Can I get my protection order enforced in Minnesota? What are the requirements?
Your protection order that was issued in another U.S. state or territory, or in Canada,1 can be enforced in Minnesota as long as:
- It was issued to prevent violent or threatening acts, harassing behavior, sexual violence, or it was issued to prevent another person from coming near you or contacting you;2
- The court that issued the order had jurisdiction over the people and case. In other words, the court had the authority to hear the case; and
- The abuser received notice of the order and had an opportunity to go to court to tell his/her side of the story.
- In the case of ex parte temporary and emergency orders, the abuser must receive notice and have an opportunity to go to court to tell his/her side of the story at a hearing that is scheduled before the temporary order expires.3
Note: For information on enforcing a military protective order (MPO) off the military installation, or enforcing a civil protection order (CPO) on a military installation, please see our Military Protective Orders page.
1 Minn. Stat. § 518B.01(19a)
2 18 U.S.C. § 2266(5)
3 18 U.S.C. § 2265(a) & (b)
Can I have my out-of-state protection order changed, extended, or canceled in Minnesota?
Generally, only the state that issued your protection order can change, extend, or cancel the order. You cannot have this done by a court in Minnesota.
To have your order changed, extended, or canceled, you will have to file a motion or petition in the court where the order was issued. It may be possible to request that you attend the court hearing by telephone rather than in person, so that you do not need to return to your prior state. You may want to contact the clerk of court where you live to find out. To find out more information about how to modify a restraining order, see the Restraining Orders page for the state where your order was issued.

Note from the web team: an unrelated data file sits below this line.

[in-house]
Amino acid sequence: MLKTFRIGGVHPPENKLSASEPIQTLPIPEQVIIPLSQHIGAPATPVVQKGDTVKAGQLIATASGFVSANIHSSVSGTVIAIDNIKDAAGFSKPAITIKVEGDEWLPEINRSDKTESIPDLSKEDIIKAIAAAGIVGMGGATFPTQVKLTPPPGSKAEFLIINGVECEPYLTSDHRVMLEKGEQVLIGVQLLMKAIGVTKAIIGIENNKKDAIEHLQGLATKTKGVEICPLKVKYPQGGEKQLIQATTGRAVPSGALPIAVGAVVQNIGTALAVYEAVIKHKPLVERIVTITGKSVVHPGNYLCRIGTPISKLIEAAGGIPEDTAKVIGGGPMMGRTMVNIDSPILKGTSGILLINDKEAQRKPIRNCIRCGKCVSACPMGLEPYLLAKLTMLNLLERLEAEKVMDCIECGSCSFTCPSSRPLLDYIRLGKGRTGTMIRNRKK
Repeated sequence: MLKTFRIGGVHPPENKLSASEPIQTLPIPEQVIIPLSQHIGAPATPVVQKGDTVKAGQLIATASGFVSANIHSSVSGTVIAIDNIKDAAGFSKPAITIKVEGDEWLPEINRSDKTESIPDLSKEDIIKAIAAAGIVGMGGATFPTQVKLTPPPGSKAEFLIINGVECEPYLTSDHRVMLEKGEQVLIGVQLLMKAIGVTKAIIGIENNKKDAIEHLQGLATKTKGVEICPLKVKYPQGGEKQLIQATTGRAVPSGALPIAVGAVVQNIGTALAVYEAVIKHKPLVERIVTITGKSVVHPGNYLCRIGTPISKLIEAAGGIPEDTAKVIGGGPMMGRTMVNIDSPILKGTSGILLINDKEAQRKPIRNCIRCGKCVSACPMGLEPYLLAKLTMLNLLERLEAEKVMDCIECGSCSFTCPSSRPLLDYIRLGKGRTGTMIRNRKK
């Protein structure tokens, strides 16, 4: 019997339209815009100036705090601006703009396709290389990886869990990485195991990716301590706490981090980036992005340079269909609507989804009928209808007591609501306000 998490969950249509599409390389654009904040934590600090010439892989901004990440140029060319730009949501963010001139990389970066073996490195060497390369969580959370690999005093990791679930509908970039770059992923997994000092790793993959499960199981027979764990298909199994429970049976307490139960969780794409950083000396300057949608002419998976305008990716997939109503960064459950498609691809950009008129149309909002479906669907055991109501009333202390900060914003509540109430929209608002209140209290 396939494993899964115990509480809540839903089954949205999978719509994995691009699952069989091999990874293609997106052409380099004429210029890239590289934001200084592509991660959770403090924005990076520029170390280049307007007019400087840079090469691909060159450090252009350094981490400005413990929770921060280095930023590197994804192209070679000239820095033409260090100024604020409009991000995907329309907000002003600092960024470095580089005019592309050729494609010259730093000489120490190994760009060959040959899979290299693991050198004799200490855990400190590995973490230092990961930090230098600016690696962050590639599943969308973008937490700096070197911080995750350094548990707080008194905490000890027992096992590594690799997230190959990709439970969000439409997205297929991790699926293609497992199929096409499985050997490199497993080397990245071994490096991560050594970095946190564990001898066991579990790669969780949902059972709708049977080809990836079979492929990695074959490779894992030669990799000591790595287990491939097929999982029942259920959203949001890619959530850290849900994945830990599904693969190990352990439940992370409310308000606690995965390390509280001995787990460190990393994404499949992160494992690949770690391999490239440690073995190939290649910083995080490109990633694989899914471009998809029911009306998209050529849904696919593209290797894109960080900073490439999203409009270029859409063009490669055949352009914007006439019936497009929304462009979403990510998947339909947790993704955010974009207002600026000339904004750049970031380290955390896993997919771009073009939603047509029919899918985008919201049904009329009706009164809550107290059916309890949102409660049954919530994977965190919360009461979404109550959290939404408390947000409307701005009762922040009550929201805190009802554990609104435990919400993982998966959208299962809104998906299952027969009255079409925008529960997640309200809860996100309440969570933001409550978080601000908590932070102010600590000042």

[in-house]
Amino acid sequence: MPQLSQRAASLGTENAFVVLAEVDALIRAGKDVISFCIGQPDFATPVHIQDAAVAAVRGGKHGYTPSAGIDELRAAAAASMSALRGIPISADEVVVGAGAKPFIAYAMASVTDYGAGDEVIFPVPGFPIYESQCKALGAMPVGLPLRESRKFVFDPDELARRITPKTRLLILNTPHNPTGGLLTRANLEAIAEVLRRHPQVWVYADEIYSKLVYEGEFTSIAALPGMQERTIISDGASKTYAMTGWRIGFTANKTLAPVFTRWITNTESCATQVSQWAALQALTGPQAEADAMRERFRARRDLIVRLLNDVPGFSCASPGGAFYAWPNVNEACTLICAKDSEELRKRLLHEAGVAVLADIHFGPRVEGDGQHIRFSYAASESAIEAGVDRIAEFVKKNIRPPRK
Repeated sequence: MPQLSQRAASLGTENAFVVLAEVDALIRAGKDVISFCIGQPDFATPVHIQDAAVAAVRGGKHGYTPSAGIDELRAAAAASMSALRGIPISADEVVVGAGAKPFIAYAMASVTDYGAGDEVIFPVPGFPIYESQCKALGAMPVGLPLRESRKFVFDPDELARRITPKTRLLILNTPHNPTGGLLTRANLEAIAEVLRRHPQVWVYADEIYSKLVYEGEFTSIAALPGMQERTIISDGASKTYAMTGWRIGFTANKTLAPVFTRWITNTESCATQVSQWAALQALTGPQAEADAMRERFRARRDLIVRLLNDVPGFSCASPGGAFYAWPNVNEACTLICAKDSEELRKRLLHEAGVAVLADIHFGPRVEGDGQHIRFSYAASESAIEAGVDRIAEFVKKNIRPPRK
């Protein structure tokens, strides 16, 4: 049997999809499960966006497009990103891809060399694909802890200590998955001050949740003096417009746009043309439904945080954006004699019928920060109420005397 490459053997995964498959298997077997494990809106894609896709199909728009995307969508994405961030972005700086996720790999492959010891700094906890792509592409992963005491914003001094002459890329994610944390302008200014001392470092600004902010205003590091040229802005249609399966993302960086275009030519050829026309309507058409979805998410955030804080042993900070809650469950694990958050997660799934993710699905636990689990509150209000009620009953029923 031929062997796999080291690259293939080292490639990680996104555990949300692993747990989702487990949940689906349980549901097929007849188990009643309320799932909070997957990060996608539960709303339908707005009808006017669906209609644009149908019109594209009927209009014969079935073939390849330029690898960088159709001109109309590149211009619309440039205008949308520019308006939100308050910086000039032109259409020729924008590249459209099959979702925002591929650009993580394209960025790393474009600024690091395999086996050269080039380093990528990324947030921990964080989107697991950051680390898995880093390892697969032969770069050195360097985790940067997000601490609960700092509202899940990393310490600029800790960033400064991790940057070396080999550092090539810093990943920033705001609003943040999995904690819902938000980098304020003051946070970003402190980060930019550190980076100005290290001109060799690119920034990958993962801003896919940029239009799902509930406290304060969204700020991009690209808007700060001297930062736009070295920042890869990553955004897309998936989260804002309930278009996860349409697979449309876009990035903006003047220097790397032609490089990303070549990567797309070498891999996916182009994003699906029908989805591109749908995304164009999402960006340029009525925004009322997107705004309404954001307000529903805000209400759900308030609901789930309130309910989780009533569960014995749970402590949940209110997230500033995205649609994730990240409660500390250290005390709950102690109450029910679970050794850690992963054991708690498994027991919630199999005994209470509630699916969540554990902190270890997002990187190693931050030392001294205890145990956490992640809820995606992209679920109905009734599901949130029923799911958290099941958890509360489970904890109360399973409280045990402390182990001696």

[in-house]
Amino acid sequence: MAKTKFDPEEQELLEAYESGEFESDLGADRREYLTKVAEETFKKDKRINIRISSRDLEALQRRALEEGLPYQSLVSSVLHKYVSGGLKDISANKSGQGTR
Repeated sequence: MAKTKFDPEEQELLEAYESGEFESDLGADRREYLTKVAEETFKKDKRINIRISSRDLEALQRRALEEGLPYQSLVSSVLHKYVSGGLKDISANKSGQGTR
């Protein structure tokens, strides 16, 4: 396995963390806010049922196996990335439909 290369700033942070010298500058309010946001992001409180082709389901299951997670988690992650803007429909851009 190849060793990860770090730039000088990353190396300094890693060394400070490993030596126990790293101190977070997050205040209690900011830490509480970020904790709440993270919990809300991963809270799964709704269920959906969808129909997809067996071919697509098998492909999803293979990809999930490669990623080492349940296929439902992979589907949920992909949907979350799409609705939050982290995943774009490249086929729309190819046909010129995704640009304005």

If your order does expire while you are living in Minnesota, you may be able to get a new one issued in Minnesota but this may be difficult to do if no new incidents of abuse have occurred in Minnesota. To find out more information on how to get an order for protection in Minnesota, visit our MN Orders for Protection page.
I was granted temporary custody with my protection order. Will I still have temporary custody of my children in Minnesota?
As long as the child custody provision complies with certain federal laws,1 Minnesota can enforce a temporary custody order that is a part of a protection order.
To have someone read over your order and tell you if it meets this legal standard, contact a lawyer in your area - see our MN Finding a Lawyer page for referrals.
1 The federal laws are the Uniform Child Custody Jurisdiction Act (UCCJA) or the Uniform Child Custody Jurisdiction and Enforcement Act (UCCJEA), and the Parental Kidnapping Prevention Act of 1980.